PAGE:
Groundwater Services, Inc.

Indoor Air as a Source of VOC Contamination in Shallow Soils Below Buildings

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Courtesy of Groundwater Services, Inc.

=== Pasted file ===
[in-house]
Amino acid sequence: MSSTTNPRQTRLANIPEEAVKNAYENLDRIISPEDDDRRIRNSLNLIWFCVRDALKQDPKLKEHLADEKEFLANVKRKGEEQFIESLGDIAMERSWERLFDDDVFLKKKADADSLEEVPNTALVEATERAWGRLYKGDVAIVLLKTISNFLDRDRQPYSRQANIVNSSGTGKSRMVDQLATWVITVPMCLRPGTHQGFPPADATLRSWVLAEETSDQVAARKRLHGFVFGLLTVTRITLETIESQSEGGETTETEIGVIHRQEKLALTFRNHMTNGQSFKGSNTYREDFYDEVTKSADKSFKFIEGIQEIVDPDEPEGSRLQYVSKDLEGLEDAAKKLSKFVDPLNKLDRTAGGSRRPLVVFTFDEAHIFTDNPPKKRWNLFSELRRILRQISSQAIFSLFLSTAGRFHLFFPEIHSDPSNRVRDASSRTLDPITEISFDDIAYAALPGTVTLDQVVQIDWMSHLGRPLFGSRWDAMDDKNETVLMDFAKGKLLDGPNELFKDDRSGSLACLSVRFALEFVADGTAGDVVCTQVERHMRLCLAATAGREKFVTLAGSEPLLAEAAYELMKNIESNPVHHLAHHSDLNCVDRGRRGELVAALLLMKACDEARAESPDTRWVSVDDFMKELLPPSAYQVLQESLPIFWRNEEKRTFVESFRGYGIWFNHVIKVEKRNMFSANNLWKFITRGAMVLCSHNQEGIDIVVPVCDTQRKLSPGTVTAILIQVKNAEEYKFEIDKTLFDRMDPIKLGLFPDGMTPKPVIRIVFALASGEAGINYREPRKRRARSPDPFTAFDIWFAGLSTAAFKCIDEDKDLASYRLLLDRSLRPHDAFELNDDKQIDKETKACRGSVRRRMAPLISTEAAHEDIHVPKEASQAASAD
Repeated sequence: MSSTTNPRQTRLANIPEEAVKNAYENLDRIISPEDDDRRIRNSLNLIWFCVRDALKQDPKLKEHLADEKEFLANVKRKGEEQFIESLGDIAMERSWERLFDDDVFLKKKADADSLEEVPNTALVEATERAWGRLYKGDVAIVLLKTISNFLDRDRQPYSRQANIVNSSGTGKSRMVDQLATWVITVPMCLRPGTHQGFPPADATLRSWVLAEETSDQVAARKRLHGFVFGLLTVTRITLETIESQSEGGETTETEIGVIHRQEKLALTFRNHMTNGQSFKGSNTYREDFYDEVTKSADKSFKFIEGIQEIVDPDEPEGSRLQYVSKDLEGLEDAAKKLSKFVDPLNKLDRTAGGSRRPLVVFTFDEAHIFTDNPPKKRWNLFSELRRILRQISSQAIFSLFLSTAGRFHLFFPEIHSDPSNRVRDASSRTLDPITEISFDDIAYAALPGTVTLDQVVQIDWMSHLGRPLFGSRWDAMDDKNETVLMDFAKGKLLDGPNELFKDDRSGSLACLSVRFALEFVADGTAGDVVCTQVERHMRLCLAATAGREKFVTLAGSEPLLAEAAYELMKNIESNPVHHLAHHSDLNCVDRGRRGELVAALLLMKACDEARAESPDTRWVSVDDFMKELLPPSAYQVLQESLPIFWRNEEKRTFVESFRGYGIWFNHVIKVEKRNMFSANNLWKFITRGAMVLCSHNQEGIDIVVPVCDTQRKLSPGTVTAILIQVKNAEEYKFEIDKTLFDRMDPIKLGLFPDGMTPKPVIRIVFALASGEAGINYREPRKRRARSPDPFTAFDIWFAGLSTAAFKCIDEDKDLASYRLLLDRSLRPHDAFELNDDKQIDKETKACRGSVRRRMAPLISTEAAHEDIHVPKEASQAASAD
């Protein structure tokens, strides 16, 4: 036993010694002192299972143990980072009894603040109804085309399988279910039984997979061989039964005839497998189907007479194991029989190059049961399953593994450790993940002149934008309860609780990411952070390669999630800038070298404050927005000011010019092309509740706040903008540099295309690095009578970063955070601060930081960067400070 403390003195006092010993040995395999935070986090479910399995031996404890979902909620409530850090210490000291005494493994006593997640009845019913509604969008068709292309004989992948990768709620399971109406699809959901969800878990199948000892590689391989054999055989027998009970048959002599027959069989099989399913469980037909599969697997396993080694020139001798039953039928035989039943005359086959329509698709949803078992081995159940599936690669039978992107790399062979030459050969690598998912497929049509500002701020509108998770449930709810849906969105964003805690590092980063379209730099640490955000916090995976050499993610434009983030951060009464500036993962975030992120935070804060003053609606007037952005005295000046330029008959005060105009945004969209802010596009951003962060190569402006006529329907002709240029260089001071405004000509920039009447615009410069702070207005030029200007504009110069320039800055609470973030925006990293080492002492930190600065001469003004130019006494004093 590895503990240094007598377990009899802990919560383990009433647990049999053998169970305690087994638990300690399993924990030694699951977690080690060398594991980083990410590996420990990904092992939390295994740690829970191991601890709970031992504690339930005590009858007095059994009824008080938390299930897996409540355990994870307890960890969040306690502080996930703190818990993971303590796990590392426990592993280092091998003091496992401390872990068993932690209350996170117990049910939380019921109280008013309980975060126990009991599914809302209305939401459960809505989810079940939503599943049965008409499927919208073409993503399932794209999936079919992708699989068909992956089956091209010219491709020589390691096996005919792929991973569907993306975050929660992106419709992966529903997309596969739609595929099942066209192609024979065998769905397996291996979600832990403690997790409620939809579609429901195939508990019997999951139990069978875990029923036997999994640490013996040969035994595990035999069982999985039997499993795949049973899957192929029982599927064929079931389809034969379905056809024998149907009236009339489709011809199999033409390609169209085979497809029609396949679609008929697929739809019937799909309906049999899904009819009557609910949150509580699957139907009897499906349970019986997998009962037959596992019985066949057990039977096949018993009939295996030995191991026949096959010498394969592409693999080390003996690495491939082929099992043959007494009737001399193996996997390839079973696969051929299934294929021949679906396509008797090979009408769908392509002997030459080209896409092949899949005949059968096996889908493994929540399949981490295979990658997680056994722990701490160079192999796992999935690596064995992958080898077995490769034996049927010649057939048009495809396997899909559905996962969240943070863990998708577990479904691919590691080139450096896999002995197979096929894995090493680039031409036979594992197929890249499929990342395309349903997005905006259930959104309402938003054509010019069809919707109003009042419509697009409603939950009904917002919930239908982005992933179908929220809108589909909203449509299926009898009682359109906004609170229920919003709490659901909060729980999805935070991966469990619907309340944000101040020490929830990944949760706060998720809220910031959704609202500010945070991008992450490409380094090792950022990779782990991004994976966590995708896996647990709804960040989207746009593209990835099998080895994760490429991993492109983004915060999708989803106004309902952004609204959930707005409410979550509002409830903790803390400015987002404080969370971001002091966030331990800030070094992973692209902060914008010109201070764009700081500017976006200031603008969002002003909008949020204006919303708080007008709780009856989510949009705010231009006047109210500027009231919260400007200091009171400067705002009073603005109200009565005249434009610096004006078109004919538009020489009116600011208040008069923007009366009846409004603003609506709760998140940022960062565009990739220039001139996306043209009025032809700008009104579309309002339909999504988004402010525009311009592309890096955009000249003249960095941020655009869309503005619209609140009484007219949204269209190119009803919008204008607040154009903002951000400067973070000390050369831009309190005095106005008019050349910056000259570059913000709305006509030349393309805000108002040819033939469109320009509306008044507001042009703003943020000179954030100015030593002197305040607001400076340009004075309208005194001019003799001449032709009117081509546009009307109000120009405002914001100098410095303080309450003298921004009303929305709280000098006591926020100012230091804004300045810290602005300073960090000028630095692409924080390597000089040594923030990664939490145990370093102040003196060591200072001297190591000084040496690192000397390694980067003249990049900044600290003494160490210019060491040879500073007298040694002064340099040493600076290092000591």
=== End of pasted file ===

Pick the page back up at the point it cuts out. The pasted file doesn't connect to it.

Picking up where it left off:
US EPA and many state regulatory agency guidance documents recommend below foundation vapor sampling as a key element of site investigations to determine if vapor migration from underlying soil into buildings is a completed exposure pathway (USEPA, 2002; WIDHFS, 2003; San Diego County, 2004; PADEP, 2004). If volatile organic compounds (VOCs) are detected below the building foundation, then VOC migration from the subsurface is assumed to be occurring, and further investigation is needed to determine the extent of the VOC impact. These guidance documents are predicated on the assumption that VOCs detected in below-foundation samples have originated from deeper within the subsurface. However, detection of VOCs in below-foundation vapor samples alone is not sufficient to conclude that the VOCs are migrating from the subsurface upward towards a building. VOCs detected in below-foundation vapor samples can originate from indoor sources, migrating down through the slab by diffusion or advection. Commonly referenced conceptual models for vapor intrusion address VOC migration from the subsurface into buildings but do not consider the potential for VOC migration frombuildings into the subsurface (USEPA, 2002; Johnson and Ettinger, 1991; Parker, 2003). The advective and diffusive forces that lead to the migration of VOCs from the subsurface into buildings are equally likely to result in the migration of VOCs from buildings into the subsurface when pressure or concentration gradients support such migration. In this paper we present: i) pressure gradient measurements indicating bidirectional advective flow across building foundations, ii) simple modeling indicating that indoor sources of VOCs may cause subsurface impacts through advection across the building foundation, and iii) field data from a site where indoor sources rather than subsurface contamination were the source of VOCs detected in below-foundation vapor samples. Keywords Vapor intrusion, indoor air, subsurface migration

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